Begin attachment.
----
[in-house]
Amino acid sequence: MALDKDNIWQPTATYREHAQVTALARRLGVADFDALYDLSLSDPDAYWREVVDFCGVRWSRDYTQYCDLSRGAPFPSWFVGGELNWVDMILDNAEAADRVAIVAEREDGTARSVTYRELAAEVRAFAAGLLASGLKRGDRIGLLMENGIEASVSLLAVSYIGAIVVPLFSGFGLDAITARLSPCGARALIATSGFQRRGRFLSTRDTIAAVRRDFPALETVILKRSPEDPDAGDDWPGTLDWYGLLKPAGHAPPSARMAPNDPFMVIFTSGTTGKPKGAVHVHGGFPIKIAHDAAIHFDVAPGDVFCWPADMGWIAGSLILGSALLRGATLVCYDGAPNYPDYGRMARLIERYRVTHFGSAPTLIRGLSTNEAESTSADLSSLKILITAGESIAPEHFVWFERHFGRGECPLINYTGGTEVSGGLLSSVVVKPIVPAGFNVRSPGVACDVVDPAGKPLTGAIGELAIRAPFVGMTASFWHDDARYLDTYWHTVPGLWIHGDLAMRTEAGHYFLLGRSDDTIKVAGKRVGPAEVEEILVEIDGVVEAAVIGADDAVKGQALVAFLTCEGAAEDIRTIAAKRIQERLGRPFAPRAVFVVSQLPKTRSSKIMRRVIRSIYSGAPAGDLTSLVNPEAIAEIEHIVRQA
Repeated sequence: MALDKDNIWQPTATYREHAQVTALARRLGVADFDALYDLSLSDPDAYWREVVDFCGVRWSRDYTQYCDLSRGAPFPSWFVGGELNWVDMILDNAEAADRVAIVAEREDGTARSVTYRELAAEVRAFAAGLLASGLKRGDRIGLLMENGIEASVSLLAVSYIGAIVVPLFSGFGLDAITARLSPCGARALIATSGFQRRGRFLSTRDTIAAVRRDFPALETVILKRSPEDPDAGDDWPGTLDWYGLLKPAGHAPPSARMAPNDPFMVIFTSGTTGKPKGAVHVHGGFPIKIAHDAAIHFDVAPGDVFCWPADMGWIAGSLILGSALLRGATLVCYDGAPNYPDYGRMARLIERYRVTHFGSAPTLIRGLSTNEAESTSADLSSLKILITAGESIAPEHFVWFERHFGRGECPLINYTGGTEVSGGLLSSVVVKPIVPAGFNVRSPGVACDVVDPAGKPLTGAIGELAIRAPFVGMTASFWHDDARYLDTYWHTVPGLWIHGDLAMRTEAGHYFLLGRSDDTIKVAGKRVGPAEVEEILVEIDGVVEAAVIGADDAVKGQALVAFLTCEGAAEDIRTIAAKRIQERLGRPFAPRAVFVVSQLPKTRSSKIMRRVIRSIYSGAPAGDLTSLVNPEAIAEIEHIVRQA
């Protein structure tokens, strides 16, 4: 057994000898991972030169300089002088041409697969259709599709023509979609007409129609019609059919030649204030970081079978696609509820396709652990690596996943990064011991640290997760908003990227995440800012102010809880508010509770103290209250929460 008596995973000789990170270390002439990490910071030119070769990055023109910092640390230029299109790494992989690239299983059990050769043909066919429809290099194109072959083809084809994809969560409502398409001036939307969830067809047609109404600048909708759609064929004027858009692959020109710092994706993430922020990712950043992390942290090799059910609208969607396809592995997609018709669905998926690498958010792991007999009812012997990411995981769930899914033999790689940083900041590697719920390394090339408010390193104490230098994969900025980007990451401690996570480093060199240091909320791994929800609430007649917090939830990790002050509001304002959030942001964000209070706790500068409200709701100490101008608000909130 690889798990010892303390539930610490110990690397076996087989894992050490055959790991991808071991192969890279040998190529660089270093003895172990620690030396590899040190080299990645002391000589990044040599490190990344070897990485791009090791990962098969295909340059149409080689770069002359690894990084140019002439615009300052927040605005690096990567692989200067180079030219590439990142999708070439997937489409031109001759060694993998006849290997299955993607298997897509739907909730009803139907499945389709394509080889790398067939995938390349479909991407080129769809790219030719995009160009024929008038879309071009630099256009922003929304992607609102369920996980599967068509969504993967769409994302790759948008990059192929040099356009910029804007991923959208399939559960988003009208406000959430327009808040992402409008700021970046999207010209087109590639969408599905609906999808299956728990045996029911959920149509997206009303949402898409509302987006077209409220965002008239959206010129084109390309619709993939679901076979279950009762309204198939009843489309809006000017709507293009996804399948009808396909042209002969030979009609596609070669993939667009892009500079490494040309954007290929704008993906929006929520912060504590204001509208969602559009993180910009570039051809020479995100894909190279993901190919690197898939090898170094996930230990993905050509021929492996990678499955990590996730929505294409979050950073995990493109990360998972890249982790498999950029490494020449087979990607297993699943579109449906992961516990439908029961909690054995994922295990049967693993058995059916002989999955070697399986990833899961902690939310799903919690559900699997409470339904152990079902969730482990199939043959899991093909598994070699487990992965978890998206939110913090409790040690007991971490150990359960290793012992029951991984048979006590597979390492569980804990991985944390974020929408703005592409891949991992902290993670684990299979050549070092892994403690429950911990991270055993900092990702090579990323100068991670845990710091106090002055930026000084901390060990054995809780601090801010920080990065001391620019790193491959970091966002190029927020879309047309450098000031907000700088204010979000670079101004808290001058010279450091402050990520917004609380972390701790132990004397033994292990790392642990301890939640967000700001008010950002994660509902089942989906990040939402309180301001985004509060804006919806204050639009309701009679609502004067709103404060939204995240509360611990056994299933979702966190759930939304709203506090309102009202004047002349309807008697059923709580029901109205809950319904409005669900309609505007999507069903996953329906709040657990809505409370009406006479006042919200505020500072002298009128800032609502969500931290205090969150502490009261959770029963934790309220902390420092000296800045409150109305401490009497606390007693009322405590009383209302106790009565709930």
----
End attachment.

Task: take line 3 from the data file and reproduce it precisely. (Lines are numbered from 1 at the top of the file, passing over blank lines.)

Repeated sequence: MALDKDNIWQPTATYREHAQVTALARRLGVADFDALYDLSLSDPDAYWREVVDFCGVRWSRDYTQYCDLSRGAPFPSWFVGGELNWVDMILDNAEAADRVAIVAEREDGTARSVTYRELAAEVRAFAAGLLASGLKRGDRIGLLMENGIEASVSLLAVSYIGAIVVPLFSGFGLDAITARLSPCGARALIATSGFQRRGRFLSTRDTIAAVRRDFPALETVILKRSPEDPDAGDDWPGTLDWYGLLKPAGHAPPSARMAPNDPFMVIFTSGTTGKPKGAVHVHGGFPIKIAHDAAIHFDVAPGDVFCWPADMGWIAGSLILGSALLRGATLVCYDGAPNYPDYGRMARLIERYRVTHFGSAPTLIRGLSTNEAESTSADLSSLKILITAGESIAPEHFVWFERHFGRGECPLINYTGGTEVSGGLLSSVVVKPIVPAGFNVRSPGVACDVVDPAGKPLTGAIGELAIRAPFVGMTASFWHDDARYLDTYWHTVPGLWIHGDLAMRTEAGHYFLLGRSDDTIKVAGKRVGPAEVEEILVEIDGVVEAAVIGADDAVKGQALVAFLTCEGAAEDIRTIAAKRIQERLGRPFAPRAVFVVSQLPKTRSSKIMRRVIRSIYSGAPAGDLTSLVNPEAIAEIEHIVRQA